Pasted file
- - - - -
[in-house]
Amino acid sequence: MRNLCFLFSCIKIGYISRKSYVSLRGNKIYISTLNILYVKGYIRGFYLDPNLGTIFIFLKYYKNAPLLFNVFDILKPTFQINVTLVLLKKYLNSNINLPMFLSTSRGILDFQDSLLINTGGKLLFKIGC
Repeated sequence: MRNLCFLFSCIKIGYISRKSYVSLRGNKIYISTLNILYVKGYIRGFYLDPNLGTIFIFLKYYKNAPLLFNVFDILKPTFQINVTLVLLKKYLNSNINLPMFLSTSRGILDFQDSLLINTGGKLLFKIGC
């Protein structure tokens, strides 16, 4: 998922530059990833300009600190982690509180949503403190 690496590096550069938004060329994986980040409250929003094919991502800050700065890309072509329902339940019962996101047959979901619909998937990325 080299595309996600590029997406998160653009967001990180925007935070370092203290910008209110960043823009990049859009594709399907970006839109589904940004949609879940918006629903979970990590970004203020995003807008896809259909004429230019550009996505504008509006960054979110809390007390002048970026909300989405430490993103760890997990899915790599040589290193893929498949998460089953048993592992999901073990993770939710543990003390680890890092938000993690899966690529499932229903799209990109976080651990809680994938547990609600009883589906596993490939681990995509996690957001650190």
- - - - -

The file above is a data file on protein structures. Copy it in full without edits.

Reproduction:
[in-house]
Amino acid sequence: MRNLCFLFSCIKIGYISRKSYVSLRGNKIYISTLNILYVKGYIRGFYLDPNLGTIFIFLKYYKNAPLLFNVFDILKPTFQINVTLVLLKKYLNSNINLPMFLSTSRGILDFQDSLLINTGGKLLFKIGC
Repeated sequence: MRNLCFLFSCIKIGYISRKSYVSLRGNKIYISTLNILYVKGYIRGFYLDPNLGTIFIFLKYYKNAPLLFNVFDILKPTFQINVTLVLLKKYLNSNINLPMFLSTSRGILDFQDSLLINTGGKLLFKIGC
């Protein structure tokens, strides 16, 4: 998922530059990833300009600190982690509180949503403190 690496590096550069938004060329994986980040409250929003094919991502800050700065890309072509329902339940019962996101047959979901619909998937990325 080299595309996600590029997406998160653009967001990180925007935070370092203290910008209110960043823009990049859009594709399907970006839109589904940004949609879940918006629903979970990590970004203020995003807008896809259909004429230019550009996505504008509006960054979110809390007390002048970026909300989405430490993103760890997990899915790599040589290193893929498949998460089953048993592992999901073990993770939710543990003390680890890092938000993690899966690529499932229903799209990109976080651990809680994938547990609600009883589906596993490939681990995509996690957001650190």